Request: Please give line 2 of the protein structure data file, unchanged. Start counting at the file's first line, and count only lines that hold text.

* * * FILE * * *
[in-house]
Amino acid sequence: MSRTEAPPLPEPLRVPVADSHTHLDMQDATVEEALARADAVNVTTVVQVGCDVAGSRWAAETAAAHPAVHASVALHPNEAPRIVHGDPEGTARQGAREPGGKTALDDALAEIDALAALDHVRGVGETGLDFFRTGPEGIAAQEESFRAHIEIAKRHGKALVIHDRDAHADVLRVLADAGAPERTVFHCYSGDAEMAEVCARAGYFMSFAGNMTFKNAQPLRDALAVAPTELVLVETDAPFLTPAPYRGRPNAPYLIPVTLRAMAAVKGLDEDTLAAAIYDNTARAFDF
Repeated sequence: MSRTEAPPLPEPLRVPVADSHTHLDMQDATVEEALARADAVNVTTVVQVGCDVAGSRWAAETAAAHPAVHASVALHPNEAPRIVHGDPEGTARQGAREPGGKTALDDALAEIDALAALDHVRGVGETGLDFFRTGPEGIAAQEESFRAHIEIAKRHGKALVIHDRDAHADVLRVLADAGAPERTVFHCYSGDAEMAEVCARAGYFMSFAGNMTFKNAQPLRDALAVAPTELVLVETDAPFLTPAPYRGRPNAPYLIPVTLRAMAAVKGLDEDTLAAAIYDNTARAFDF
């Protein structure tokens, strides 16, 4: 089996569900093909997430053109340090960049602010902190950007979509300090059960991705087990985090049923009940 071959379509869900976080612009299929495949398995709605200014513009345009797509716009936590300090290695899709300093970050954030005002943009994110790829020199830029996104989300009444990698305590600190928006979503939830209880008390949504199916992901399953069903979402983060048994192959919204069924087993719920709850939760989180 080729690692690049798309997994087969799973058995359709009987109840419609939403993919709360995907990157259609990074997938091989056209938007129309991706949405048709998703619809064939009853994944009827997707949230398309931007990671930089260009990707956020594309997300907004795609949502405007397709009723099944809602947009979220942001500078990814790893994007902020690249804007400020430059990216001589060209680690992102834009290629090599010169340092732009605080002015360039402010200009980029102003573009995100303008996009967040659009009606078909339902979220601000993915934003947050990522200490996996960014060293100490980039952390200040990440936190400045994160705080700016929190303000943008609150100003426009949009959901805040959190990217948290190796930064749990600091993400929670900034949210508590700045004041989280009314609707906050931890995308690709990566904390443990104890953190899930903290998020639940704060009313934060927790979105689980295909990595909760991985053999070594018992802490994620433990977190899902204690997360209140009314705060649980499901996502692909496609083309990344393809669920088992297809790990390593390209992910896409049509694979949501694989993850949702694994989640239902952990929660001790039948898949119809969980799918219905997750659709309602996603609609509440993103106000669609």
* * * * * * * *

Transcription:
Amino acid sequence: MSRTEAPPLPEPLRVPVADSHTHLDMQDATVEEALARADAVNVTTVVQVGCDVAGSRWAAETAAAHPAVHASVALHPNEAPRIVHGDPEGTARQGAREPGGKTALDDALAEIDALAALDHVRGVGETGLDFFRTGPEGIAAQEESFRAHIEIAKRHGKALVIHDRDAHADVLRVLADAGAPERTVFHCYSGDAEMAEVCARAGYFMSFAGNMTFKNAQPLRDALAVAPTELVLVETDAPFLTPAPYRGRPNAPYLIPVTLRAMAAVKGLDEDTLAAAIYDNTARAFDF